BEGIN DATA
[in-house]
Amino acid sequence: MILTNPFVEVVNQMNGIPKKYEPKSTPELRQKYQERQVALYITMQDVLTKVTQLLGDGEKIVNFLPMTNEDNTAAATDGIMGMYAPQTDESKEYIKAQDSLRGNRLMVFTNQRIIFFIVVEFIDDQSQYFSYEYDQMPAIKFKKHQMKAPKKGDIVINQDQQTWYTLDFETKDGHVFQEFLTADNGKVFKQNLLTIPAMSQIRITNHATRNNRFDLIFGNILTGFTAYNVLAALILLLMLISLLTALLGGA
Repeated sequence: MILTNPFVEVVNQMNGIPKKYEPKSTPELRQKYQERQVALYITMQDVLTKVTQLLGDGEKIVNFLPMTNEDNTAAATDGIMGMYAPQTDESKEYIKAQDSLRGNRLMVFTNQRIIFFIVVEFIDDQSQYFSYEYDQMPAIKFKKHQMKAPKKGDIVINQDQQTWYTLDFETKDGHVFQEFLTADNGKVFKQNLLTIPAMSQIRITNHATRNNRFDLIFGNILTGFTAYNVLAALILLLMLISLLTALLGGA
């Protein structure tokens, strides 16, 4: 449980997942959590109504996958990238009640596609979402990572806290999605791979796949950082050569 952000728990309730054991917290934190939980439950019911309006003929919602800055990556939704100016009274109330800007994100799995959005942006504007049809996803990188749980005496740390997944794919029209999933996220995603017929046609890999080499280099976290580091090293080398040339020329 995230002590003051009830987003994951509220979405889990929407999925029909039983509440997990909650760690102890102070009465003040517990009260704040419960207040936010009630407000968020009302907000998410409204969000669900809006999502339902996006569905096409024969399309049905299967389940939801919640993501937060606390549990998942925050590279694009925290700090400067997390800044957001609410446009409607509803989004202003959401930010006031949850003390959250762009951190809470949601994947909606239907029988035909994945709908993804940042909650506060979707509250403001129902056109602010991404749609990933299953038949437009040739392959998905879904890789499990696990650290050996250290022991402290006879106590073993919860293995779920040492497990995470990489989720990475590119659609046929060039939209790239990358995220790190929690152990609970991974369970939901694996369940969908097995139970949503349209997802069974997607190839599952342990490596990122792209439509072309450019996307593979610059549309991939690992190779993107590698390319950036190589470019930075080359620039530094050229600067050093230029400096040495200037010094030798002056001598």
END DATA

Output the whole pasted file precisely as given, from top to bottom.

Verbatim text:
[in-house]
Amino acid sequence: MILTNPFVEVVNQMNGIPKKYEPKSTPELRQKYQERQVALYITMQDVLTKVTQLLGDGEKIVNFLPMTNEDNTAAATDGIMGMYAPQTDESKEYIKAQDSLRGNRLMVFTNQRIIFFIVVEFIDDQSQYFSYEYDQMPAIKFKKHQMKAPKKGDIVINQDQQTWYTLDFETKDGHVFQEFLTADNGKVFKQNLLTIPAMSQIRITNHATRNNRFDLIFGNILTGFTAYNVLAALILLLMLISLLTALLGGA
Repeated sequence: MILTNPFVEVVNQMNGIPKKYEPKSTPELRQKYQERQVALYITMQDVLTKVTQLLGDGEKIVNFLPMTNEDNTAAATDGIMGMYAPQTDESKEYIKAQDSLRGNRLMVFTNQRIIFFIVVEFIDDQSQYFSYEYDQMPAIKFKKHQMKAPKKGDIVINQDQQTWYTLDFETKDGHVFQEFLTADNGKVFKQNLLTIPAMSQIRITNHATRNNRFDLIFGNILTGFTAYNVLAALILLLMLISLLTALLGGA
């Protein structure tokens, strides 16, 4: 449980997942959590109504996958990238009640596609979402990572806290999605791979796949950082050569 952000728990309730054991917290934190939980439950019911309006003929919602800055990556939704100016009274109330800007994100799995959005942006504007049809996803990188749980005496740390997944794919029209999933996220995603017929046609890999080499280099976290580091090293080398040339020329 995230002590003051009830987003994951509220979405889990929407999925029909039983509440997990909650760690102890102070009465003040517990009260704040419960207040936010009630407000968020009302907000998410409204969000669900809006999502339902996006569905096409024969399309049905299967389940939801919640993501937060606390549990998942925050590279694009925290700090400067997390800044957001609410446009409607509803989004202003959401930010006031949850003390959250762009951190809470949601994947909606239907029988035909994945709908993804940042909650506060979707509250403001129902056109602010991404749609990933299953038949437009040739392959998905879904890789499990696990650290050996250290022991402290006879106590073993919860293995779920040492497990995470990489989720990475590119659609046929060039939209790239990358995220790190929690152990609970991974369970939901694996369940969908097995139970949503349209997802069974997607190839599952342990490596990122792209439509072309450019996307593979610059549309991939690992190779993107590698390319950036190589470019930075080359620039530094050229600067050093230029400096040495200037010094030798002056001598």